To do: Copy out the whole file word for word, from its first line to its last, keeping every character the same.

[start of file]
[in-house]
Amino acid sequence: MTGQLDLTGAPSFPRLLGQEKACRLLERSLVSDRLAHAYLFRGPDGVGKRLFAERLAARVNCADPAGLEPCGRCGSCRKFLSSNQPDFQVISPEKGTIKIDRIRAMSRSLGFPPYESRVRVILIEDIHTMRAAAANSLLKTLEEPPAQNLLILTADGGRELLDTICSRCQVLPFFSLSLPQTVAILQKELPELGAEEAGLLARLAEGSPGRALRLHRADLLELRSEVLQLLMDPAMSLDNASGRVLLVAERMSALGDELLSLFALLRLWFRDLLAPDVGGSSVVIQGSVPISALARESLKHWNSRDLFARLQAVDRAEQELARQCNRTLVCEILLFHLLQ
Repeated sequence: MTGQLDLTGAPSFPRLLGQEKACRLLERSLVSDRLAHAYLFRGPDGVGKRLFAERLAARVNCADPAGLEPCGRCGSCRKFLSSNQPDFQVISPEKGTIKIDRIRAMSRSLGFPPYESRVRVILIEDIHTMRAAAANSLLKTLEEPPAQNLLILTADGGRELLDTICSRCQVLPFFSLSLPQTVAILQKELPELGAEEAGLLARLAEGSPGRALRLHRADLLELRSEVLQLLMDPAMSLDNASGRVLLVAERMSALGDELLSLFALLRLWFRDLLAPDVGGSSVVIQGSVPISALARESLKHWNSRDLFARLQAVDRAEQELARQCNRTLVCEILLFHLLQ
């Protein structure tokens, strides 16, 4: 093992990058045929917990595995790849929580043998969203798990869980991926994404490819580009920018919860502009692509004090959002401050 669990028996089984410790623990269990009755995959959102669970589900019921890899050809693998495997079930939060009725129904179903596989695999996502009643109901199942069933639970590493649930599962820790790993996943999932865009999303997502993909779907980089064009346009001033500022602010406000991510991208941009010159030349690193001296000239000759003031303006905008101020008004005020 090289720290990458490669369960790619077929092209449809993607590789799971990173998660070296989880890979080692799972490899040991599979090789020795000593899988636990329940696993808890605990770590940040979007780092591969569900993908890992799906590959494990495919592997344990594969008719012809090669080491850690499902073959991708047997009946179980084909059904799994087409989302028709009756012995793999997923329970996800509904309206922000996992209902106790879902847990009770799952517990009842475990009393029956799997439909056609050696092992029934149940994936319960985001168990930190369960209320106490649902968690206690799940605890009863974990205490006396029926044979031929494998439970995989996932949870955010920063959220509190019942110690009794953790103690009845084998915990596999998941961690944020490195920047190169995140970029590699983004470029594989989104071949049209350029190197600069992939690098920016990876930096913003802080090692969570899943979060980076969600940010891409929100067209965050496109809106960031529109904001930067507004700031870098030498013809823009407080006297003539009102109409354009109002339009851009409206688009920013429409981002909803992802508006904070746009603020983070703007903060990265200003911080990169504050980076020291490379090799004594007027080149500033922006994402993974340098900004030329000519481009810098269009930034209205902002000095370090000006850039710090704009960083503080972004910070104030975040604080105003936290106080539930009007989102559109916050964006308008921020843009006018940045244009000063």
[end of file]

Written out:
[in-house]
Amino acid sequence: MTGQLDLTGAPSFPRLLGQEKACRLLERSLVSDRLAHAYLFRGPDGVGKRLFAERLAARVNCADPAGLEPCGRCGSCRKFLSSNQPDFQVISPEKGTIKIDRIRAMSRSLGFPPYESRVRVILIEDIHTMRAAAANSLLKTLEEPPAQNLLILTADGGRELLDTICSRCQVLPFFSLSLPQTVAILQKELPELGAEEAGLLARLAEGSPGRALRLHRADLLELRSEVLQLLMDPAMSLDNASGRVLLVAERMSALGDELLSLFALLRLWFRDLLAPDVGGSSVVIQGSVPISALARESLKHWNSRDLFARLQAVDRAEQELARQCNRTLVCEILLFHLLQ
Repeated sequence: MTGQLDLTGAPSFPRLLGQEKACRLLERSLVSDRLAHAYLFRGPDGVGKRLFAERLAARVNCADPAGLEPCGRCGSCRKFLSSNQPDFQVISPEKGTIKIDRIRAMSRSLGFPPYESRVRVILIEDIHTMRAAAANSLLKTLEEPPAQNLLILTADGGRELLDTICSRCQVLPFFSLSLPQTVAILQKELPELGAEEAGLLARLAEGSPGRALRLHRADLLELRSEVLQLLMDPAMSLDNASGRVLLVAERMSALGDELLSLFALLRLWFRDLLAPDVGGSSVVIQGSVPISALARESLKHWNSRDLFARLQAVDRAEQELARQCNRTLVCEILLFHLLQ
């Protein structure tokens, strides 16, 4: 093992990058045929917990595995790849929580043998969203798990869980991926994404490819580009920018919860502009692509004090959002401050 669990028996089984410790623990269990009755995959959102669970589900019921890899050809693998495997079930939060009725129904179903596989695999996502009643109901199942069933639970590493649930599962820790790993996943999932865009999303997502993909779907980089064009346009001033500022602010406000991510991208941009010159030349690193001296000239000759003031303006905008101020008004005020 090289720290990458490669369960790619077929092209449809993607590789799971990173998660070296989880890979080692799972490899040991599979090789020795000593899988636990329940696993808890605990770590940040979007780092591969569900993908890992799906590959494990495919592997344990594969008719012809090669080491850690499902073959991708047997009946179980084909059904799994087409989302028709009756012995793999997923329970996800509904309206922000996992209902106790879902847990009770799952517990009842475990009393029956799997439909056609050696092992029934149940994936319960985001168990930190369960209320106490649902968690206690799940605890009863974990205490006396029926044979031929494998439970995989996932949870955010920063959220509190019942110690009794953790103690009845084998915990596999998941961690944020490195920047190169995140970029590699983004470029594989989104071949049209350029190197600069992939690098920016990876930096913003802080090692969570899943979060980076969600940010891409929100067209965050496109809106960031529109904001930067507004700031870098030498013809823009407080006297003539009102109409354009109002339009851009409206688009920013429409981002909803992802508006904070746009603020983070703007903060990265200003911080990169504050980076020291490379090799004594007027080149500033922006994402993974340098900004030329000519481009810098269009930034209205902002000095370090000006850039710090704009960083503080972004910070104030975040604080105003936290106080539930009007989102559109916050964006308008921020843009006018940045244009000063």